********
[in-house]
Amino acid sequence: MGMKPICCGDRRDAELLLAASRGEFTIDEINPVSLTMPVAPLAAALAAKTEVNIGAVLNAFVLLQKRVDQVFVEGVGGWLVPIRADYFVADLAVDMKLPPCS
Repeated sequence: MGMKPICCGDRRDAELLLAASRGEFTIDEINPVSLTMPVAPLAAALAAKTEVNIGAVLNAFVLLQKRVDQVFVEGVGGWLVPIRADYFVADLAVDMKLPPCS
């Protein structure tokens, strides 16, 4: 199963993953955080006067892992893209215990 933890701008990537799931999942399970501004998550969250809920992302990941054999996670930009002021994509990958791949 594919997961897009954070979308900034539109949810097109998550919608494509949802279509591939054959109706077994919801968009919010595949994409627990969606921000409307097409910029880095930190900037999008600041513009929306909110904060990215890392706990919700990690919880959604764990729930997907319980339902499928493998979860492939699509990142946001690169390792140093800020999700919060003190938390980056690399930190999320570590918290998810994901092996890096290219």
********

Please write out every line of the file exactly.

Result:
[in-house]
Amino acid sequence: MGMKPICCGDRRDAELLLAASRGEFTIDEINPVSLTMPVAPLAAALAAKTEVNIGAVLNAFVLLQKRVDQVFVEGVGGWLVPIRADYFVADLAVDMKLPPCS
Repeated sequence: MGMKPICCGDRRDAELLLAASRGEFTIDEINPVSLTMPVAPLAAALAAKTEVNIGAVLNAFVLLQKRVDQVFVEGVGGWLVPIRADYFVADLAVDMKLPPCS
């Protein structure tokens, strides 16, 4: 199963993953955080006067892992893209215990 933890701008990537799931999942399970501004998550969250809920992302990941054999996670930009002021994509990958791949 594919997961897009954070979308900034539109949810097109998550919608494509949802279509591939054959109706077994919801968009919010595949994409627990969606921000409307097409910029880095930190900037999008600041513009929306909110904060990215890392706990919700990690919880959604764990729930997907319980339902499928493998979860492939699509990142946001690169390792140093800020999700919060003190938390980056690399930190999320570590918290998810994901092996890096290219």